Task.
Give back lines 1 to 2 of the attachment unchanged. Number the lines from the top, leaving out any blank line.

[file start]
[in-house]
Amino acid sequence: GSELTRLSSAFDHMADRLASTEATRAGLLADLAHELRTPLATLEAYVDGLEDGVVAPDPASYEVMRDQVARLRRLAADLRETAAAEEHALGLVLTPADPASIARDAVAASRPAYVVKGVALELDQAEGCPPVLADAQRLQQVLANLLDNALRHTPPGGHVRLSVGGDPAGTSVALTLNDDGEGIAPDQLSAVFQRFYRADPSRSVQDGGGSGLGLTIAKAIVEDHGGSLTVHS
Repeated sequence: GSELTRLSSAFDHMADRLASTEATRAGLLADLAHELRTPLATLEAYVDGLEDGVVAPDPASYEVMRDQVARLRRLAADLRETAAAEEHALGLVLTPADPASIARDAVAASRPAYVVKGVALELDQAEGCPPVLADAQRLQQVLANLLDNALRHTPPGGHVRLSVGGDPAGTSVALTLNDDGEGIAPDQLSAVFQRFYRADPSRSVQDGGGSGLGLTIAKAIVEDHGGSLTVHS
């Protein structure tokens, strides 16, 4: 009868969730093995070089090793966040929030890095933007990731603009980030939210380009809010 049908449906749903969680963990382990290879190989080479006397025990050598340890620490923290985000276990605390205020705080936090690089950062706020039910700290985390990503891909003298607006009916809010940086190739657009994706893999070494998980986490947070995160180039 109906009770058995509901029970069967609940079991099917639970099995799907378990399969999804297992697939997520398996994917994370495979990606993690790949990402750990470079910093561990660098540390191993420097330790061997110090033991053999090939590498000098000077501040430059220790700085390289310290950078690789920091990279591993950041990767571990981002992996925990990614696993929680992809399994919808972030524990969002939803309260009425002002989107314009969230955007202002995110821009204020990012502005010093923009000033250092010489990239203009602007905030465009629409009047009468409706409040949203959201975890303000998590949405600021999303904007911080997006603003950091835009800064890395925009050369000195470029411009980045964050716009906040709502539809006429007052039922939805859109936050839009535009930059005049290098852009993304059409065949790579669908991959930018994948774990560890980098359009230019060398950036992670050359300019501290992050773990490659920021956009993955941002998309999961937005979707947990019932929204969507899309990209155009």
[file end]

[in-house]
Amino acid sequence: GSELTRLSSAFDHMADRLASTEATRAGLLADLAHELRTPLATLEAYVDGLEDGVVAPDPASYEVMRDQVARLRRLAADLRETAAAEEHALGLVLTPADPASIARDAVAASRPAYVVKGVALELDQAEGCPPVLADAQRLQQVLANLLDNALRHTPPGGHVRLSVGGDPAGTSVALTLNDDGEGIAPDQLSAVFQRFYRADPSRSVQDGGGSGLGLTIAKAIVEDHGGSLTVHS